Which Is Better, Window Tinting or Sunscreens for the Home?

Tinted windows and exterior sunscreens both reduce visible light in the home, lowering the temperature and the cost of cooling the home in sunny climates.

Advantages to Tinted Windows and Sunscreens

The fine weave on sunscreens allows air circulation while providing shade.
There is no consensus on which method is better because the decision depends on the window's use, whether the tint is created with a film on an existing window and the flexibility that the owner prefers. .

Both tinted windows and sunscreens can reduce heat from the sun by reducing the light (and thus heat) that enters through the glass as well as the heat absorbed by the glass and transmitted into the house. This last effect is measured as "solar heat gain co-efficient."

Advantages and Disadvantages of Tinted Windows

Tinted windows only limit sunlight when the window is shut. With this method, you can enjoy either shade or air circulation, but not both. This limitation may not be an issue for some windows, such as a decorative foyer window that doesn't open. The tinted pane itself can absorb solar heat and transmit it into the home. This process is especially important when tinting existing windows with a film. Solar heat that isn't reflected or transmitted can be trapped between the pane and an improperly applied film, creating temperatures that stress the pane and affect the windows' warranty.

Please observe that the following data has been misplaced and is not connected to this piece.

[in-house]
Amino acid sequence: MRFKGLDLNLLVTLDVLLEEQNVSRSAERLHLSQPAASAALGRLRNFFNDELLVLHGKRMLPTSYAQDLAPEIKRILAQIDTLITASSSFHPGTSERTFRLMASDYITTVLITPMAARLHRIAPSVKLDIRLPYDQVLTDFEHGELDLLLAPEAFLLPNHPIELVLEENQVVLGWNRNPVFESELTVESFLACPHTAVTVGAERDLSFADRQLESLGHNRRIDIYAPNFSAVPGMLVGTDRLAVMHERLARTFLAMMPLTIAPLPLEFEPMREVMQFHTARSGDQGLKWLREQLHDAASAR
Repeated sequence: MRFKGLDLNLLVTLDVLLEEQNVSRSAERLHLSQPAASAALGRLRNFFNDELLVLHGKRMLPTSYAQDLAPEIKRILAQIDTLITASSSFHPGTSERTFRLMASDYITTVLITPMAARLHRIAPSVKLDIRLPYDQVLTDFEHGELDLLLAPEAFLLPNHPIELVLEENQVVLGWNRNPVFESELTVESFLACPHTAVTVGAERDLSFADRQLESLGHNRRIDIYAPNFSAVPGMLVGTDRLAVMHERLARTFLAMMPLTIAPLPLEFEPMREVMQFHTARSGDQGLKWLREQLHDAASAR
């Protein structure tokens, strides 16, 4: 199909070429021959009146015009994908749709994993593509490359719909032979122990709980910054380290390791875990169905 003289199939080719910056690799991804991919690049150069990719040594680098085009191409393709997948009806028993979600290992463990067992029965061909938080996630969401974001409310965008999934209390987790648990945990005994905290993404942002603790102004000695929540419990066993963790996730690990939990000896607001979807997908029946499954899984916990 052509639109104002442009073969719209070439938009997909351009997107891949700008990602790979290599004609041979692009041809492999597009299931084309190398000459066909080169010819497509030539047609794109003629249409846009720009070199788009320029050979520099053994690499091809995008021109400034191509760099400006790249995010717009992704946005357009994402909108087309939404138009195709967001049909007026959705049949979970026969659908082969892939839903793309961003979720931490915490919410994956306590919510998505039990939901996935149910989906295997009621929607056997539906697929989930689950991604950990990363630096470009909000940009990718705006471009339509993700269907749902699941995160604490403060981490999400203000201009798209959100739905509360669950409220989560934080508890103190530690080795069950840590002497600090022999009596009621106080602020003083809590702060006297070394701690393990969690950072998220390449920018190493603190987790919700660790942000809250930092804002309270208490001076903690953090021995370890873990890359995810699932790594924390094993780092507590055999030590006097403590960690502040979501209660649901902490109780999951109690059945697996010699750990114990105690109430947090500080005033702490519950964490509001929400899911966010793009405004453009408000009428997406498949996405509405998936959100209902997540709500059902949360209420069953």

Advantages and Disadvantages of Sunscreens

Sunscreens can reduce visibility from the outside more than tint. Unlike tinting, sunscreens allow solar heat to circulate away before being absorbed by the panes and transmitted into the home. According to the Efficient Windows Collaborative, this circulation can reduce a window's solar heat gain co-efficient by 30 to 70 percent. Sunscreens also give homeowners the flexibility of opening windows to increase air circulation and removing the panes in winter to allow more solar heat, which reduces heating bills.

About the Author

A writer since 2005, Elizabeth Ontaneda is a planner and consultant specializing in housing and organizational development. She has developed training curricula and written materials for the nonprofit Urban Homesteading Assistance Board and has presented at the Annual Conference of the Council of New York City Cooperatives and Condominiums. She holds a Master of Science in urban development planning from University College London.